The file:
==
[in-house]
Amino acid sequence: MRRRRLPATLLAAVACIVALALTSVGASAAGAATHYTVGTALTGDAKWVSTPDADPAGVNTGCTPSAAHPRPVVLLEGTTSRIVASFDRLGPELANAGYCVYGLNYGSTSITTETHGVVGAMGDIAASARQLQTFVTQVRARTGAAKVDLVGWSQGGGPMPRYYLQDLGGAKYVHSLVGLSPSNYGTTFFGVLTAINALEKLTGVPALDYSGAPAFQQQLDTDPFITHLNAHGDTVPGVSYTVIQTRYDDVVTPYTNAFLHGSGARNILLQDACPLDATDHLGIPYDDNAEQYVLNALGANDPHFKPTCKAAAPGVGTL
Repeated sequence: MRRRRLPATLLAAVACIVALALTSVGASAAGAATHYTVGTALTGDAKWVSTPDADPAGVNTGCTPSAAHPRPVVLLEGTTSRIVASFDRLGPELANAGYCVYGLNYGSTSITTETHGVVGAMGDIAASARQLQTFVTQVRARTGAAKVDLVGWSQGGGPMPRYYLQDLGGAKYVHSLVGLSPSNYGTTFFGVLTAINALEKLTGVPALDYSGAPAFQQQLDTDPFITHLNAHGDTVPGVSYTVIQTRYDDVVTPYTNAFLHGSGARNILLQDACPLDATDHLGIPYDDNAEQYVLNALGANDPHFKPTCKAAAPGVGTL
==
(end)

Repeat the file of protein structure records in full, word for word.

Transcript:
[in-house]
Amino acid sequence: MRRRRLPATLLAAVACIVALALTSVGASAAGAATHYTVGTALTGDAKWVSTPDADPAGVNTGCTPSAAHPRPVVLLEGTTSRIVASFDRLGPELANAGYCVYGLNYGSTSITTETHGVVGAMGDIAASARQLQTFVTQVRARTGAAKVDLVGWSQGGGPMPRYYLQDLGGAKYVHSLVGLSPSNYGTTFFGVLTAINALEKLTGVPALDYSGAPAFQQQLDTDPFITHLNAHGDTVPGVSYTVIQTRYDDVVTPYTNAFLHGSGARNILLQDACPLDATDHLGIPYDDNAEQYVLNALGANDPHFKPTCKAAAPGVGTL
Repeated sequence: MRRRRLPATLLAAVACIVALALTSVGASAAGAATHYTVGTALTGDAKWVSTPDADPAGVNTGCTPSAAHPRPVVLLEGTTSRIVASFDRLGPELANAGYCVYGLNYGSTSITTETHGVVGAMGDIAASARQLQTFVTQVRARTGAAKVDLVGWSQGGGPMPRYYLQDLGGAKYVHSLVGLSPSNYGTTFFGVLTAINALEKLTGVPALDYSGAPAFQQQLDTDPFITHLNAHGDTVPGVSYTVIQTRYDDVVTPYTNAFLHGSGARNILLQDACPLDATDHLGIPYDDNAEQYVLNALGANDPHFKPTCKAAAPGVGTL